Friday, January 23, 2009

The Prequel

In Hollywood, they produce movies to tell some sort of a story (and make money, of course). And then, if the movie does really well at the box office, they’ll come out with a sequel to continue the story (and capitalize on its popularity). However, after a sequel or two, they face a problem – even though the original movie and sequel(s) were popular, the main characters have been killed off, they are too old to continue their escapades, or the story was “too neatly wrapped” to go any further.
Solution? A prequel! That’s right – start a new story from before the time the original started. Is that brilliant, or what?!
Well, brilliant or not, it’s not particularly original. In fact, the concept of a prequel was originated in the Bible (although that story had not grown stale).

Genesis 1:1 tells us “In the beginning God created the heavens and the earth.” From there, we read the stories of Adam, Noah, the Patriarchs, the Kings, the prophets, the captivities, etc. . . right up to Jesus’ birth, life, crucifixion, and resurrection. And then, even though the stories weren’t even close to finished (see John 21:25), we get a “prequel.”
That’s right - After all the other Gospels had been written, after the letters of Paul, Peter, and James had been sent to the early churches - John wrote the inspired “prequel,” which began: In the beginning was the Word, and the Word was with God, and the Word was God. He was with God in the beginning. (John 1:1-2)
Even though John 1 and Genesis 1 sound similar (“In the beginning . .”), you will notice that Genesis picks up the story with the creation of the heavens and earth. John, however, backs up to before that. John is saying that before time began, before there was any “matter” - in eternities past – God was there. And not just that, but Jesus was with God (for eternities past) and Jesus was God.
John then jumps ahead through whatever time-space continuum there was to pick up where Genesis started and tells us, “Through him all things were made; without him nothing was made that has been made.” (John 1:3) So, John is telling us that Jesus was pre-existent and was (is) responsible for everything that’s been made.
That’s some incredible stuff to think about - especially if you were one of those who knew the man, Jesus. How often do you think John pondered such things? And at what point do you think John actually “got it?” Surely he was exposed to and witnessed unbelievable, astonishing things during the time he walked with Jesus – John witnessed Jesus feeding thousands of people with virtually no food; he was there when Jesus walked on water and calmed the storm; he saw Jesus transfigured into His glorified state; he was there when Jesus raised Lazarus from the dead.
But, when did he “get it?” When did John understand that Jesus didn’t just walk the Earth for 33 years and do lots of cool miracles. When did John realize that Jesus was the main character (and “Star”) of the prequel?
Well, maybe . . .

Camped along the Sea of Galilee on a cool evening, John awakens from his sleep. He opens his eyes to a clear, moonless night with billions of stars over head. The campfire cracks and John turns his head toward its glimmer. From the soft glow of the embers, John can see Jesus’ face clearly, as Jesus is sleeping on another side of the fire.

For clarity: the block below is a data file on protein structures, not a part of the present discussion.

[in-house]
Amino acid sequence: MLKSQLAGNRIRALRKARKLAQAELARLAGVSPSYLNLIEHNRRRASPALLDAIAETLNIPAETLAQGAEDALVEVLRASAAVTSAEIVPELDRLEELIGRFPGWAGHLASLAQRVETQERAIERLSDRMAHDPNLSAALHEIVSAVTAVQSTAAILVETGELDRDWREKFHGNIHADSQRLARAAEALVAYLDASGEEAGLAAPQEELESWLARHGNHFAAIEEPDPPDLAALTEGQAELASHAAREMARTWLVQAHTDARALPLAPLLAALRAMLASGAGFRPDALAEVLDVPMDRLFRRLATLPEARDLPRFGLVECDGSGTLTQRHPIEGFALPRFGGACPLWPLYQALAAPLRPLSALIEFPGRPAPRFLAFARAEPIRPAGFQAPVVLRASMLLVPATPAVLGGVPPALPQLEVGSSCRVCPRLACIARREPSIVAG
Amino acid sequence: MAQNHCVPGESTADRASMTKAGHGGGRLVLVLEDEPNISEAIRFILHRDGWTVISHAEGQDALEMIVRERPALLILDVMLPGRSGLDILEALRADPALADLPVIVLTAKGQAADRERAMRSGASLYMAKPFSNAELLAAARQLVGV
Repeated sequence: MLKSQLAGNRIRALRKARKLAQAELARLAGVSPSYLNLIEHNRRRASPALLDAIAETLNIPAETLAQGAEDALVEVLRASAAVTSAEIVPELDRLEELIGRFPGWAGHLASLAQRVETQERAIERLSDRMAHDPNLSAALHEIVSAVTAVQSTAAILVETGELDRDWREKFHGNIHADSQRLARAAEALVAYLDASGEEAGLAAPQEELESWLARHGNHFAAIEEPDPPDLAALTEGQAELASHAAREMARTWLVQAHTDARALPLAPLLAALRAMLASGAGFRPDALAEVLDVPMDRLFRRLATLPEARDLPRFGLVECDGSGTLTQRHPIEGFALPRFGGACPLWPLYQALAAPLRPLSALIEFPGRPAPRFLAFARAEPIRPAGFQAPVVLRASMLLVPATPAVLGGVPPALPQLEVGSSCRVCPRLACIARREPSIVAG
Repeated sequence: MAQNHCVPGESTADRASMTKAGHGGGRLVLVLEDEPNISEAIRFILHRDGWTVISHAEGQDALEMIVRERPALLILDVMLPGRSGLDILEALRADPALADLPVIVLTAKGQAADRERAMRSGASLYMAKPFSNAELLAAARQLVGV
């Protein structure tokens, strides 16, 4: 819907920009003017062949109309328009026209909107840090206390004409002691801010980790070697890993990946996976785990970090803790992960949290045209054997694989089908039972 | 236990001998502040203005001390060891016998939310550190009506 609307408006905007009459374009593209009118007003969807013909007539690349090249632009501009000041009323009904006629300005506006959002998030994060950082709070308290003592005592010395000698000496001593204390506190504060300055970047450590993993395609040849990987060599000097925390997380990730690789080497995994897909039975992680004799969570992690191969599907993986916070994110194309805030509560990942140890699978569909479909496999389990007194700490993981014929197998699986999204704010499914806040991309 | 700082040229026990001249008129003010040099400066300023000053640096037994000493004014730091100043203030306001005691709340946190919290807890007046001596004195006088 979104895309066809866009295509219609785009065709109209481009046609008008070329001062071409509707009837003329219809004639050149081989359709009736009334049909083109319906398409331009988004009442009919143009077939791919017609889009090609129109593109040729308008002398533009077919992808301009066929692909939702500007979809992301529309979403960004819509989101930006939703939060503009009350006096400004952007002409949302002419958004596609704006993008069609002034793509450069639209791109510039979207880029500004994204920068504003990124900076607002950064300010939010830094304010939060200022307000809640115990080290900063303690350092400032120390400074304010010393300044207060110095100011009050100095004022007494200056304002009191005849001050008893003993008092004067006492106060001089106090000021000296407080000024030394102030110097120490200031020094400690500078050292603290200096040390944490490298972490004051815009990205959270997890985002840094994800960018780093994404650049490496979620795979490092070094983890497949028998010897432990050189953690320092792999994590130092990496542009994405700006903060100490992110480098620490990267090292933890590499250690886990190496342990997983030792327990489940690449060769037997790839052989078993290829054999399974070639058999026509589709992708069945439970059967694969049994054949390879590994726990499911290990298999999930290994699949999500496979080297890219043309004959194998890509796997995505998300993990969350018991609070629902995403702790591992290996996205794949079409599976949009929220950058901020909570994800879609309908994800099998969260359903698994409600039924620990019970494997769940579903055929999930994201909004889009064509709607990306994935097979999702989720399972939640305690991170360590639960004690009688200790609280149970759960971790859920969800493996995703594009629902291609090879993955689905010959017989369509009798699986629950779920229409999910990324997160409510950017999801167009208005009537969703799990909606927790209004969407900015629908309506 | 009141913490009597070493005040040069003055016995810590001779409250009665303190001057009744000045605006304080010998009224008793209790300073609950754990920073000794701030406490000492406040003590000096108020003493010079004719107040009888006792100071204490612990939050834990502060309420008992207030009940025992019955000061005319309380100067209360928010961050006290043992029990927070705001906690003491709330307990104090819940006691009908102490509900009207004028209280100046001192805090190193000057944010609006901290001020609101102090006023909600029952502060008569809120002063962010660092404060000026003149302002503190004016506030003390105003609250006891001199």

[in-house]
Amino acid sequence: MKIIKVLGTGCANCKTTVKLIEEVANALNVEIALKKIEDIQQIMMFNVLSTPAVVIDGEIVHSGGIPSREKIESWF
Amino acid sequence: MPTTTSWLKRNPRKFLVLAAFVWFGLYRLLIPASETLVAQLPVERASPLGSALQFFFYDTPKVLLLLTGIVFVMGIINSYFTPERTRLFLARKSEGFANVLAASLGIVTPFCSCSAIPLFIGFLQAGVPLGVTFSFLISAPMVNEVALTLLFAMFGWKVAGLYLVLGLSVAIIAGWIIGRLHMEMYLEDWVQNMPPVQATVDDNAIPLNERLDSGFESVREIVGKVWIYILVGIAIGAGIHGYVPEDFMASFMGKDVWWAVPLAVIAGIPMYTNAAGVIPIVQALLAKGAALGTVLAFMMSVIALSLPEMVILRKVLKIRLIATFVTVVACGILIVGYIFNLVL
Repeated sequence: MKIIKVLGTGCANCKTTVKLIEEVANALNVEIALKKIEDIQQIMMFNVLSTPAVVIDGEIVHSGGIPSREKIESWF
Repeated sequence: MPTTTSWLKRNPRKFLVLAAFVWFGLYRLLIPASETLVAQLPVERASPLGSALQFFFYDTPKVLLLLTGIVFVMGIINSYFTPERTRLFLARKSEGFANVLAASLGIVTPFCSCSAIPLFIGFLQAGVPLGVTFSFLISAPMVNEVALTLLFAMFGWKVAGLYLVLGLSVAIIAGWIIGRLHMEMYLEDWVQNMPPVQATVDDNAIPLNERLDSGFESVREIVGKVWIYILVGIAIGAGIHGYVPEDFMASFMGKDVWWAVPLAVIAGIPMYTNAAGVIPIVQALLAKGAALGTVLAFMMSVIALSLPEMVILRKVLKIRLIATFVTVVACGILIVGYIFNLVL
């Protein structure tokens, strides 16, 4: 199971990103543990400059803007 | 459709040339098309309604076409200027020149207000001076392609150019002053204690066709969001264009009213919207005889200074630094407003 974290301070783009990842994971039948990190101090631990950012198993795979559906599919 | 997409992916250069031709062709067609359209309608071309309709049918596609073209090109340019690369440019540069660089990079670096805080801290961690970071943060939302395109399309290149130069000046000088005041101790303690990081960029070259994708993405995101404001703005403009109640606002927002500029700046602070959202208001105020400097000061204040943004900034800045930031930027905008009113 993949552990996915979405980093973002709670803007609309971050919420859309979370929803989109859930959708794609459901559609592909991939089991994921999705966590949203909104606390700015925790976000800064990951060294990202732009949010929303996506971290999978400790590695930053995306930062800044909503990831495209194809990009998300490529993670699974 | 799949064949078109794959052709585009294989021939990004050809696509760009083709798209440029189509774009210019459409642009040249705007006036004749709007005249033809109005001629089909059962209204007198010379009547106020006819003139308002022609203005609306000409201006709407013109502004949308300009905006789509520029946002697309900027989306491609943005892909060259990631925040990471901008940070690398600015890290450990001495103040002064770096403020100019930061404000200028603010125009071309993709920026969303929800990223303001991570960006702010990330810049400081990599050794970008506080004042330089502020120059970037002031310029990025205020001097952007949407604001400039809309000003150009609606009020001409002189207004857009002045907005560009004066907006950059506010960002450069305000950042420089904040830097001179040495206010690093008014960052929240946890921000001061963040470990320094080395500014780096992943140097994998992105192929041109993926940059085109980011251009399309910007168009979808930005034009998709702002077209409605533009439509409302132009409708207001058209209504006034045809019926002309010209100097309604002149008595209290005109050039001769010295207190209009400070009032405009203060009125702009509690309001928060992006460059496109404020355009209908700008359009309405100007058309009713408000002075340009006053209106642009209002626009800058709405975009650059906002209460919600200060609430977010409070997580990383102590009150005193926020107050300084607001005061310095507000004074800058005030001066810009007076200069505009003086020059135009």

John wonders to himself, “Can that man, my best friend, really be who he claims to be? Could that sleeping man actually have placed those stars in the sky over my head? I call him my “lord,” but can he really be my God?”
Just then, Jesus serenely opens His eyes, without stirring, and looks right back at John. He smiles slightly before He closes His eyes again and returns to His slumber.
Yet in that moment, John senses the loving assurance that, “Yes, before that manger in Bethlehem, before that burning bush, before the Garden – I AM. And now I am here with you John.”
With his heart pounding and his mind racing, John cannot possibly get back to sleep. He stares into the heavens, past the stars, and he contemplates – “He was there; He was there then. But now He’s here! Now He’s here with me! He is God and He is right here with me!”

I don’t know if such a scene ever took place or not. And I don’t pretend to know when John actually “got it.” But from reading about the “prequel,” I know that at some point John definitely understood that the God of the entire universe – the Pre-Existent One responsible for creating every single thing – sought out a personal relationship with him.
Over the past 2,000 years, there have been billions of stories played out on the “silver screen” of history, including yours. And none of those stories makes any sense or has any lasting significance apart from the Prequel.
He existed before what can be imagined. He will endure beyond what is conceivable. And when it “clicked” with John who Jesus really was, he wrote His story “so that you may believe that Jesus is the Christ, the Son of God; and that believing you may have life in His name.” (John 20:31)
And as his “review” of the Prequel, John wrote:
The Word became flesh and made his dwelling among us.
We have seen his glory, the glory of the One and Only,
who came from the Father, full of grace and truth
. (John 1:14)

What about you - Do you “get it?”
Have you gotten your head around the concept that Jesus has always existed? That nothing exists apart from Him having created it? That Jesus stepped out of His majestic, eternal glory to become a man? That Jesus let His own creation humiliate, torture, and kill Him? And that the reason the Pre-Existent One did all of that was so you could live with Him forever?
John “got it.” Sometimes, I’m sure that I get it, too.
He is the Alpha and the Omega; the Prequel and the Sequel.
He’s my best friend; He’s my God. He is the Greatest Story ever told.

Studying His story,
Craig Hollingsworth

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